Maybe you need more PDA. Maybe you need your partner to talk to you with more terms of endearment. Maybe you need your partner to stop drinking every night. Maybe you need more help around the house. Whatever it is, you and your partner will write it down on an index card or post-it note. Then keep it secret and save it until your first meeting.
5. Hold your first meeting
Each of you will need to bring a notebook, a pen, your index card, patience, hope, and love. When you sit down, take the lead by reading your index card and explaining why you need what you’re asking for. Then let your partner have a turn.
Each of you will write the date in your notebook and what need both of you expressed. Resist the temptation of talking about anything else other than what’s on your index cards.
6. Turn your partner’s need into a goal
Write down what you plan to do that week to make your partner’s need (your goal) happen. If your partner says he needs more attention, write down when and how you will give him that. If your partner says she needs more affection, write down the specific types of affection you will give her and how often you will do it.
You have ONE week to fulfill your partner’s need the best way you can. Talk to each other about your goal and action plan.
7. Next week, discuss how it made you feel
If your partner fails, then that continues as their goal for the next week. If your partner is successful, you can decide to either keep the goal for another week for additional reinforcement or you can move on to your second goal. Don’t expect to move along at the same goal rates. Some “needs” are much bigger than others because some habits are harder to break than others.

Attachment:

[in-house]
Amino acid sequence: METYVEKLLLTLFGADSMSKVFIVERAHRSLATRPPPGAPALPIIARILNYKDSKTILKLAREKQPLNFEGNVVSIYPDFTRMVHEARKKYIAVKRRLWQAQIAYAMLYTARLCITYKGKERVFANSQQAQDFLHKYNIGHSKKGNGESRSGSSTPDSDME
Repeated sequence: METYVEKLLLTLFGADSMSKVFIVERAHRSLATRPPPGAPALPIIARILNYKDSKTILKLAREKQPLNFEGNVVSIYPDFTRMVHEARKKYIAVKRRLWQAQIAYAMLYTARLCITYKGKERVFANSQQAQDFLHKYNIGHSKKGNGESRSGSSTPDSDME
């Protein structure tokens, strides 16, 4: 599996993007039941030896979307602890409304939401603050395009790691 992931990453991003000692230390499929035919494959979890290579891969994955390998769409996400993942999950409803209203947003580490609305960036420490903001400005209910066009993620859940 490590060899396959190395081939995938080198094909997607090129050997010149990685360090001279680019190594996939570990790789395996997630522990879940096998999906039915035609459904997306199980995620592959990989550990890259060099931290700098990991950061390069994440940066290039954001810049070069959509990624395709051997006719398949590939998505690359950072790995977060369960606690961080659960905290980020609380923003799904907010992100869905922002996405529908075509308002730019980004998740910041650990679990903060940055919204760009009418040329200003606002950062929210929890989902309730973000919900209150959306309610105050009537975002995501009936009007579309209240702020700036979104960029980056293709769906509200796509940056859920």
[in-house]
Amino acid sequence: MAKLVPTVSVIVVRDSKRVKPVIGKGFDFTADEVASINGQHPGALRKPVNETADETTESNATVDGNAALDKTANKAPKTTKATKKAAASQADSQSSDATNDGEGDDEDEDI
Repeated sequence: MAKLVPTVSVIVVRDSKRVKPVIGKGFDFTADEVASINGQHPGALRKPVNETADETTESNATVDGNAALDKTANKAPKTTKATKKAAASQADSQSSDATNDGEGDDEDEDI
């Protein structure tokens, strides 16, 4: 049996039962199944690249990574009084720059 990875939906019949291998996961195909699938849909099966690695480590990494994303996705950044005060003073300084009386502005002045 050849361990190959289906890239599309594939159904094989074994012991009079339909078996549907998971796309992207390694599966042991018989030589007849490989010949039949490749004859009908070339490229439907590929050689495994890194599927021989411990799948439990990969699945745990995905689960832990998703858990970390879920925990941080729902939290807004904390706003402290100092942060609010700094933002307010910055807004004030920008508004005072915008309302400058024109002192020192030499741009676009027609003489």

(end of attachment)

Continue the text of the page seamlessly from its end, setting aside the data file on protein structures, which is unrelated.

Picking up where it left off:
8. After four meetings, have a serious conversation
Is this method working? If it is, keep establishing goals for one another and keep meeting. If it isn’t, then you should seriously look into professional help if you’re both invested in keeping the marriage alive.
Staying married requires love but also the ability to put your partner’s needs above your own. Whether you choose professional help or work on it together at home, you will have to open yourself up to changing something.
Remember the golden rule. Nothing will change if you don’t make a change.
If you’re unwilling to make the adjustments your partner needs, that’s your decision. But you must prepare yourself for things not working out the way you hoped and promised they would when you got married.
Love is an unpredictable thing. Sometimes the ebbs and flows of marriage can stay in rhythm, while other times the tide has pulled away with little chance of returning to shore. Honest, respectful communication is the number one magnet, giving any chance of pulling it back.
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Heather Steiger is an elementary school teacher and freelance writer. She has been published in Guideposts, Yahoo Parenting, Fox News Magazine, CNN, Something Special Magazine, Psych Central, The Mighty, Scary Mommy, and Popsugar.